The link above says that there's some value in ordering the stories; assigning random-ish point numbers somehow helps order them.

I reject the last part of this. The stories can be ordered without any numbers. The Agile manifesto is pretty clear on this point: talk about it. The points don't enhance the conversation. Push the story cards around on the board until you have something meaningful. Assigning numbers is silliness.

Actually. I think its harmful.

Rolling numbers up to "senior" management isn't facilitating a conversation. It's summarizing things with empty numerosity. ("Numerosity"? Yes. Empty numerosity: applying numeric methods inappropriately. For example, averaging the day of the week on which it rains, for example, to discover something about Wednesday.)

The Best Part (TBP™)

Irreproducibility.

On Project X, we had a velocity of 50 Story Points per Sprint. On Project U, the "same" team -- someone quit and two new people were hired -- had a velocity of 100 Story Points per Sprint. Wow! Right?

Except. Of course, the numbers were inflated because the existing folks figured the new folks would take longer to get things done. But the new folks didn't take longer. And now the team is stuck calling a 3-point story a 5-point story because the new guys are calibrated to that new range of random numbers.

So what's comparable between the "same" team on two projects? It's not actually the same people. That's out.

We can try to pretend that the projects have the "same" technology (Java 1.6 v. Java 1.8) or the same CI/CD pipeline (Ant v. Maven, Hudson v. Jenkins) or even the same overall enterprise. But practically, there's nothing repeatable about any of it. It's just empty numerosity.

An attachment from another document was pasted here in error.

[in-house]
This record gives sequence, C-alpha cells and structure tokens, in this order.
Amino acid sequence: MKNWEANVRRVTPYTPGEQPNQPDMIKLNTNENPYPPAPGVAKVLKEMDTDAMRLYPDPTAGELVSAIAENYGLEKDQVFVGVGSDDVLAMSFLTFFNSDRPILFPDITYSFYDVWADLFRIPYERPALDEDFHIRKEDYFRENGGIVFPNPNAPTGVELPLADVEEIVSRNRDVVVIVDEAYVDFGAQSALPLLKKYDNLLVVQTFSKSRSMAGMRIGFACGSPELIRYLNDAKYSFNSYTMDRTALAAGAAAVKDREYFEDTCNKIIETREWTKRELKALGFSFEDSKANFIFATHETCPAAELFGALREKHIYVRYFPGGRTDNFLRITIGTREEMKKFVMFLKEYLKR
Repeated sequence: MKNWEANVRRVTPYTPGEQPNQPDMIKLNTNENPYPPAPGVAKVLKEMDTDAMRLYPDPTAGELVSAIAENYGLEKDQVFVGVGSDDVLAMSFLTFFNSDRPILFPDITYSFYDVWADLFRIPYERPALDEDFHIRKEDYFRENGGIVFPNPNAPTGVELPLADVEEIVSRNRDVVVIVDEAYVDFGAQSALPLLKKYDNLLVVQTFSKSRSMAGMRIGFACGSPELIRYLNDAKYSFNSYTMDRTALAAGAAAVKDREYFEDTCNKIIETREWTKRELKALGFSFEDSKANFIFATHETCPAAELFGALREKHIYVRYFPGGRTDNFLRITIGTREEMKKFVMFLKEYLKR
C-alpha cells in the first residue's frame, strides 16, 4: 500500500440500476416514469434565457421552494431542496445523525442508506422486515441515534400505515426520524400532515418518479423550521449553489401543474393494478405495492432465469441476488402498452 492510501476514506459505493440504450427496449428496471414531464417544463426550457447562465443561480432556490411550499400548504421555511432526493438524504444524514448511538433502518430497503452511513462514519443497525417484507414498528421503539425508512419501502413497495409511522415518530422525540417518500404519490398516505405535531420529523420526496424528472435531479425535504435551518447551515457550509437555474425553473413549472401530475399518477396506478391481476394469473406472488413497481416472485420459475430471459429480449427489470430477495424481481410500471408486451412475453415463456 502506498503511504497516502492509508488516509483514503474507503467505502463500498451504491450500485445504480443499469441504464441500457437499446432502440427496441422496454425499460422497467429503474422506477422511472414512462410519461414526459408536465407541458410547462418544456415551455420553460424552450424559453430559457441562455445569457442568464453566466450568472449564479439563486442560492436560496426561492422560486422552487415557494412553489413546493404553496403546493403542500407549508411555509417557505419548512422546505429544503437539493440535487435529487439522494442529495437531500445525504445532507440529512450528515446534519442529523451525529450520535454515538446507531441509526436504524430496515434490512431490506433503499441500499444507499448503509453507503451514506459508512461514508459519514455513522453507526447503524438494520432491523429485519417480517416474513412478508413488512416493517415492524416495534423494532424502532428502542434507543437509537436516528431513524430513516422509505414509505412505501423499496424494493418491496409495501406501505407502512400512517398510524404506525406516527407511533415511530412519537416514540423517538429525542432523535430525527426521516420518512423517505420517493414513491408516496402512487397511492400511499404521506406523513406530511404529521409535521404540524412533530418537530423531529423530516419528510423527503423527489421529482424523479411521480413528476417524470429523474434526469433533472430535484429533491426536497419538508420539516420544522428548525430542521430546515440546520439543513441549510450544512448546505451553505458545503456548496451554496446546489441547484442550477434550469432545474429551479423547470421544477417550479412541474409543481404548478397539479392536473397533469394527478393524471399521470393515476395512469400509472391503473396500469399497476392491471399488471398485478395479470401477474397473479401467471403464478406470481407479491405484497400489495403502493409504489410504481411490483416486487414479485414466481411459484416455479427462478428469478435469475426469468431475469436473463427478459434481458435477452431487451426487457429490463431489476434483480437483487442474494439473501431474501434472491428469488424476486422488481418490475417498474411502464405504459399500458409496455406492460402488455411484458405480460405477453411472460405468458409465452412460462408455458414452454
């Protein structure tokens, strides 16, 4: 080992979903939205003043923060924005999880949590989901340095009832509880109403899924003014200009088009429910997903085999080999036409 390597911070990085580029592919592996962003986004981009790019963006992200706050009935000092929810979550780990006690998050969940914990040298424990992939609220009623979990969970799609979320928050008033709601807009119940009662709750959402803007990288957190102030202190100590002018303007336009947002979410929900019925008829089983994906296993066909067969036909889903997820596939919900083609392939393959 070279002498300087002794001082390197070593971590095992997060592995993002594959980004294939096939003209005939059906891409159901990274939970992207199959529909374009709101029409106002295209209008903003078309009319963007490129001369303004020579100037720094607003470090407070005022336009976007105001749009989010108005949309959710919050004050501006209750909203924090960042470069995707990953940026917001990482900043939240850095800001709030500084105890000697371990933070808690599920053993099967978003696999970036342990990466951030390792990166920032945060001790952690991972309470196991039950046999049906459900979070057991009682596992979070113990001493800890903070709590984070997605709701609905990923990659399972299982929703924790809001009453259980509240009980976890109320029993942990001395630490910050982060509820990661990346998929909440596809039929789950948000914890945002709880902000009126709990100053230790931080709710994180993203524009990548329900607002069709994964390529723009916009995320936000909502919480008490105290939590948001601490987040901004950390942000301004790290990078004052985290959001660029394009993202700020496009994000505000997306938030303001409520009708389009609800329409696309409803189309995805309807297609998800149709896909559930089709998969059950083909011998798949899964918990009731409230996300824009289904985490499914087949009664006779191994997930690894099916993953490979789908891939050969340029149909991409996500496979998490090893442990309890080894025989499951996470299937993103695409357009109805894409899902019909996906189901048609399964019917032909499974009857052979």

Sorry. I'm not sold, yet, on the value of Story Points.

Tuesday, September 20, 2016

What was I thinking?

Check out this idiocy: https://github.com/slott56/py-false

What is the point? Seriously. What. The. Actual. Heck?

I think of it this way.

  • Languages are a cool thing. Especially programming languages where there's an absolute test -- the Turing machine -- for completeness. 
  • The Forth-like stack language is a cool thing. I've always liked Forth because if it's elegant simplicity. 
  • The use of a first-class lambda construct to implement if and while is particularly elegant.
  • Small languages are fun because they can be understood completely. There are no tricky edge cases in the semantics.
I have ½ of a working GW-Basic implementation in Python, too. It runs. It runs some programs like HamCalc sort of okay-ish. I use it to validate assumptions about the legacy code in https://github.com/slott56/HamCalc-2.1.  Some day, I may make a sincere effort to get it working.